Crowds celebrate summer solstice at ancient Stonehenge monument

LONDON — Thousands of druids, pagans and New Age revellers celebrated the summer solstice at Stonehenge on Tuesday, the longest day of the year in the northern hemisphere.

About 6,000 people gathered at the ancient stone circle in southern England on a clear, crisp morning to watch the sun rise at 4.49am (0349GMT), Wiltshire Police said.

Police said the atmosphere was “jolly” and only two arrests were made – one for assault and the other for drug possession.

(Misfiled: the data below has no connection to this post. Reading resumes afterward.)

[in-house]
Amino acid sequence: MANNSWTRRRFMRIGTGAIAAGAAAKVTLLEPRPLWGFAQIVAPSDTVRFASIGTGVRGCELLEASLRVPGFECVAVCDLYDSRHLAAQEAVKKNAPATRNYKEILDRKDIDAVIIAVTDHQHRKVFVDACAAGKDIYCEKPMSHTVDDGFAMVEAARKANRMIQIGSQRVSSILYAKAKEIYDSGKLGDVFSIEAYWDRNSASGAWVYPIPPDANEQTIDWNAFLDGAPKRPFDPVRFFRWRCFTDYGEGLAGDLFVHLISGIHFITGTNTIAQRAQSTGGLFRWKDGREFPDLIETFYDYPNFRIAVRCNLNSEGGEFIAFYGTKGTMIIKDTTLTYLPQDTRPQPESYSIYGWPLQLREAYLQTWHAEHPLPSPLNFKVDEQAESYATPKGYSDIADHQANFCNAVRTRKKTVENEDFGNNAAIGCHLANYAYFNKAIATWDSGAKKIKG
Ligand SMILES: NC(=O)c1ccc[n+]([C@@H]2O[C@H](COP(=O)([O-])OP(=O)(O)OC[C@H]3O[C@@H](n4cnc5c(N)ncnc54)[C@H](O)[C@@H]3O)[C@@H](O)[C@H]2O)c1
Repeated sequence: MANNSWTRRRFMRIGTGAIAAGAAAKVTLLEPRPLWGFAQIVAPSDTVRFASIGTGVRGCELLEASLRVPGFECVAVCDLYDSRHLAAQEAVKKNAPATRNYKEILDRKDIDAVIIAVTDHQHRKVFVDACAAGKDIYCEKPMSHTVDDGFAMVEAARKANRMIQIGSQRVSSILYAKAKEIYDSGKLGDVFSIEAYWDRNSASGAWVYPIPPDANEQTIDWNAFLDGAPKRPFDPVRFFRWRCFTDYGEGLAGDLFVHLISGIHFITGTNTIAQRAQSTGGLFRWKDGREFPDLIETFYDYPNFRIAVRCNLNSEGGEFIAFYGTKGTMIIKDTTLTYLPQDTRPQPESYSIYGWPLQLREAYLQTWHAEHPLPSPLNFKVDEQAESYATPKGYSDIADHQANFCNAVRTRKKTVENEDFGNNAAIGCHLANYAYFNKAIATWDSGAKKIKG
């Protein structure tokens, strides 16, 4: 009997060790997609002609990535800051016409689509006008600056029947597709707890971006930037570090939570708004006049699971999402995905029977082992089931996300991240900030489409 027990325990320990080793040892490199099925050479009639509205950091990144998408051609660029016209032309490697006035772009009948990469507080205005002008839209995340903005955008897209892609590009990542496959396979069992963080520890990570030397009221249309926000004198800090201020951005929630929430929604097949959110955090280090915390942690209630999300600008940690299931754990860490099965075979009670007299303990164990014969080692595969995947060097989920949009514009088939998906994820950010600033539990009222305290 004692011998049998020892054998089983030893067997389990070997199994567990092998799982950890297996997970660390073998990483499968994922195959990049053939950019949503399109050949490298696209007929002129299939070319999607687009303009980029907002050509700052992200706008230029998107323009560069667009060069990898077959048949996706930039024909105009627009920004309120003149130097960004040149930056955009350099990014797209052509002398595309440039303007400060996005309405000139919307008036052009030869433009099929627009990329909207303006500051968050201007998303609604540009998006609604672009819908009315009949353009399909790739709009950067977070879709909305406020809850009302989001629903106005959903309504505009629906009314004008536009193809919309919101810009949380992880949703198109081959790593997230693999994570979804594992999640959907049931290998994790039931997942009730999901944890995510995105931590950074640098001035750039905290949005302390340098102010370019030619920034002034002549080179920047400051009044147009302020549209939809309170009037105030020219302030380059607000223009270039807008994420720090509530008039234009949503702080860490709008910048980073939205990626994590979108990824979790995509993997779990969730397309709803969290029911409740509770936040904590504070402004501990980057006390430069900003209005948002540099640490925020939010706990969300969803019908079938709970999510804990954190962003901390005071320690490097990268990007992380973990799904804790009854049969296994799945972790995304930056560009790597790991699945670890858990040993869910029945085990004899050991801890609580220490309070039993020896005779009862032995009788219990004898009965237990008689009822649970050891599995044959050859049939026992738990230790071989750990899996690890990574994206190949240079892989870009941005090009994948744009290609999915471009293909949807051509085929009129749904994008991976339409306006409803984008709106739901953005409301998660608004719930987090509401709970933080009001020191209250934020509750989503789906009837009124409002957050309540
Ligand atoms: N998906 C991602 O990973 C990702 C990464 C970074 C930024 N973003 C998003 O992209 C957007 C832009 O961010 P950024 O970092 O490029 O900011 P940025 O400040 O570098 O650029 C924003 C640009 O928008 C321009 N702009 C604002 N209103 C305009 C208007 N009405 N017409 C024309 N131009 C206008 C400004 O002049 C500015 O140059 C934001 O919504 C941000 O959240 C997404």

It was the first time since 2019 that revelers were allowed to gather on the winter solstice. Sunrise is streaming online in 2020 and 2021 due to the coronavirus pandemic.

Stonehenge was built between 5,000 and 3,500 years ago on a windswept plain in southwest England by a Neolithic sun-worshiping culture. Experts are still debating its purpose, but it is aligned so that at the summer solstice the sun rises behind the heel stone and sunlight is directed to the center of the circle.

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